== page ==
Tricks of Magical Realism
Magical realism is the watchword of the Whitney Snow solo retrospective on display at the Scarab Club – the first since the painter’s passing in 2006. Snow certainly captured the spirit of magic realism, wherein surreal or “magical” elements are introduced to otherwise everyday scenarios. Likewise, his large-format paintings contain many cultural and art-historical allusions, as well as a symbol set designed for sly, if somewhat abstracted, political commentary – another imperative of magic realism as a device is its use in holding a somewhat whimsical or disruptive mirror to society or culture. In these respects – and in terms of realizing technically well-rendered tableaus – Snow’s work is very successful.
But there is a creeping sense of vagueness that makes it hard to digest these images, on some level. Snow’s scenarios are, at times, amusing, but their magical elements leave them steeped in a kind of cartoonishness that makes it a challenge to take them very seriously. There is a fable-like quality to their narratives – again, much in alignment with the history of magic realism – but these protagonists engaged in foolish or nonsensical pursuits seem largely unmoved by their surrounding circumstances. One might expect a glimmer of consternation from the subject of Technology on my Back, who is being ridden like a backpack by a green demon of gambling and internet addiction, but there is barely a frown. One might anticipate high drama from the subjects of Living on the Ledge, a couple standing at the window addressing a third person poised to jump off a high ledge – the man on the ledge seems utterly indifferent, and the one at the window seems, at most, peeved. The de facto expression for Snow’s subjects is a deadpan. The experience of viewing his paintings is much like hearing about a crazy dream someone had last night – doubtlessly, each element is all terribly meaningful…but it lacks a kind of visceral immediacy to engage the viewer. This is particularly surprising, in light of Snow’s rather virtuosic ability to visualize his dreams.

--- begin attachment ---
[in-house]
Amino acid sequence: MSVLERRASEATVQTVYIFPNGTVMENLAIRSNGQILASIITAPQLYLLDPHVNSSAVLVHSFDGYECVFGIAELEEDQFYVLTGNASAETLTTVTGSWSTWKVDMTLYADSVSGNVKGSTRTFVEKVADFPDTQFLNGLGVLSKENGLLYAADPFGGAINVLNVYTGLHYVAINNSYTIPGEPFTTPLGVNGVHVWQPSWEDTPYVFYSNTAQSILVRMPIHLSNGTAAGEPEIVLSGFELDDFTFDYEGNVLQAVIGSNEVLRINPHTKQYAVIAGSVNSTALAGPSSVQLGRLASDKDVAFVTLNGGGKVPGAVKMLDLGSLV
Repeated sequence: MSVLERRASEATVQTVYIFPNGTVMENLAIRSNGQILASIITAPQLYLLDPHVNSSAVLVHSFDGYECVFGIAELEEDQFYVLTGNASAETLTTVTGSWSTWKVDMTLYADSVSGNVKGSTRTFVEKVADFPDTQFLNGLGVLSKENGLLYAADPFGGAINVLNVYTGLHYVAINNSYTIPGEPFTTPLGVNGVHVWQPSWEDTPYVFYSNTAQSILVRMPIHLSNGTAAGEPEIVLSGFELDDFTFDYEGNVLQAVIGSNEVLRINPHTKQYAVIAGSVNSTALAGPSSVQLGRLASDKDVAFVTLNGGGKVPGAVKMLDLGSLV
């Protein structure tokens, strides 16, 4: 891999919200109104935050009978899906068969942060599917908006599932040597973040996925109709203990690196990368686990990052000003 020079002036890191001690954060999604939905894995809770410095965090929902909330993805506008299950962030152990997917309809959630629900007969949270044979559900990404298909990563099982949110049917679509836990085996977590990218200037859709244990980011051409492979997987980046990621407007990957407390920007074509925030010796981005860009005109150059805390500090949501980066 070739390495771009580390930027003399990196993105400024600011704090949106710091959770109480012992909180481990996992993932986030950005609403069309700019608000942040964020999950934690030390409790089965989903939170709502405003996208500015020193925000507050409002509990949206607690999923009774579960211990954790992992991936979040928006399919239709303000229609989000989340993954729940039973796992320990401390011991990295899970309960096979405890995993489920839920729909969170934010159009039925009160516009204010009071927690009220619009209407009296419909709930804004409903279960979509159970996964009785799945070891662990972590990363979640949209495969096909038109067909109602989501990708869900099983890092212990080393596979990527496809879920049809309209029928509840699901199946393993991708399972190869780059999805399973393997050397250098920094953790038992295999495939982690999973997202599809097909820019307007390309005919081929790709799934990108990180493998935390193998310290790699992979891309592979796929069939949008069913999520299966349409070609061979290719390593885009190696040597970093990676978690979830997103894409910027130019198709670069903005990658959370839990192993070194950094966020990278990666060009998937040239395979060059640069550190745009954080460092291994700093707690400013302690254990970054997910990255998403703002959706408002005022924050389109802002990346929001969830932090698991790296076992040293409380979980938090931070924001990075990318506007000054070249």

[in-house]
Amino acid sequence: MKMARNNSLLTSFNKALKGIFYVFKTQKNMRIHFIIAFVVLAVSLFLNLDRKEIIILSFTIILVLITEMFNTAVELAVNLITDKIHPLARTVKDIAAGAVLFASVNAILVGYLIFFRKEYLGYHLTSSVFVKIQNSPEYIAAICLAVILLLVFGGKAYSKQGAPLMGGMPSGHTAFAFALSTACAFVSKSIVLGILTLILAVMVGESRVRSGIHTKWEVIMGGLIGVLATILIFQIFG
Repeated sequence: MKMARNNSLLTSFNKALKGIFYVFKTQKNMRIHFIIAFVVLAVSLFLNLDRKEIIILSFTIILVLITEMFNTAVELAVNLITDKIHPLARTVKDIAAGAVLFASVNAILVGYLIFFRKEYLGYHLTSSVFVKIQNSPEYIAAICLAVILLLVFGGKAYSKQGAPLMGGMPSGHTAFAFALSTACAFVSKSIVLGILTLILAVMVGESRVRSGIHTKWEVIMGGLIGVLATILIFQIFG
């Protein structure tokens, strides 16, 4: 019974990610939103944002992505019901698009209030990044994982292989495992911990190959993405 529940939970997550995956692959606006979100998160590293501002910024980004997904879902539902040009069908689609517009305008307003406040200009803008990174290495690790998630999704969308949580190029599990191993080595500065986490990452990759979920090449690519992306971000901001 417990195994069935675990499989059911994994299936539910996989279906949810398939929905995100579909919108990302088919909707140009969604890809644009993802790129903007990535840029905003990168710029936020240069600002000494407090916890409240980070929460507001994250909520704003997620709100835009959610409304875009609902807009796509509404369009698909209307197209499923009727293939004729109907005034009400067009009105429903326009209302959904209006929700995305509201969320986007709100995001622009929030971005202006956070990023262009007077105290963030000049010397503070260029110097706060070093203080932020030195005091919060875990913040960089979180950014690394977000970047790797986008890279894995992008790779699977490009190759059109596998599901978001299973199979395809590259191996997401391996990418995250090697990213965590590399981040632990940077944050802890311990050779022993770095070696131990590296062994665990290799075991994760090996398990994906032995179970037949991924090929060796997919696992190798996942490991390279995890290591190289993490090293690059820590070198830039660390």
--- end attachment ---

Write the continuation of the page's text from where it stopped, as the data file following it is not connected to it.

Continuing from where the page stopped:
Arguably, this does not represent a problem. Indeed, all of these things – dream states, nonsense, and reality-disconnect – fit within the stylistic mechanisms of magic realism, and that being the stated parameters for Snow’s oeuvre, it is rigorously on-target. So, too, there is a wealth of symbolism, both in the form of pop cultural references and the complete canon of art history, from Roy Lichtenstein to the Greek muses. One imagines that a well-versed art historian could be happily occupied for some time identifying and picking apart these Easter eggs. This viewer, however, remains unmoved. Snow’s work seems to be a failing of both the magic and the real – too fine in its details to embrace abstraction, too wedded to some kind of discernible references to transcend the source material. The Easter eggs are just sitting there, right in the middle of the lawn; picking them up offers little satisfaction. And though it is wrong to fault an artist for making work that lacks relevance a decade after his passing, the current-day political stakes honestly feel just a little too high to swallow social commentary as generalized as American Sunset, wherein a bald eagle with a broken wing (get it?) sits atop an upside-down globe (get it???) soaked in a pool of spilled motor oil (GET IT???).
Really, this might not stand out so starkly if it weren’t for the striking quality of the few examples of Snow’s “realism” paintings. Denver Skyline is about as straightforward a subject as one could encounter – the view out a window, blind half-drawn against a cloud-filled sky, clock on the sill, and just a few buildings visible. All of Snow’s ability to render fine details is applied to the exhibition sole believable female subject, in Portrait of a Woman. The woman makes piercing eye-contact, actualized to herself, and by extension, actualizing the viewer. Self-Portrait of a Painter seems to suggest that Snow took himself at least a little bit seriously. These images have a kind of quiet dignity, and demonstrate that Snow was capable of something beyond madcap imagery and imagistic political satire. In a poetic missive titled “The Illusion of Light,” Snow reveals a deeply painterly sentiment:
“It can teach us joy through observation and work
and when the day is done, we can return to the dark
with a heightened sense
of the infinite cycle of light and dark. – Whitney Snow
One detects a hint, at least, that this master painter perhaps defaulted overmuch in the direction of his impish spirit; press beyond the magical veil, and you find a more serious sentiment. It is that gravity, more than Snow’s fanciful and magical tableaus, which inspires great curiosity in this visitor to his mind palace.
Scarab Club- http://scarabclub.org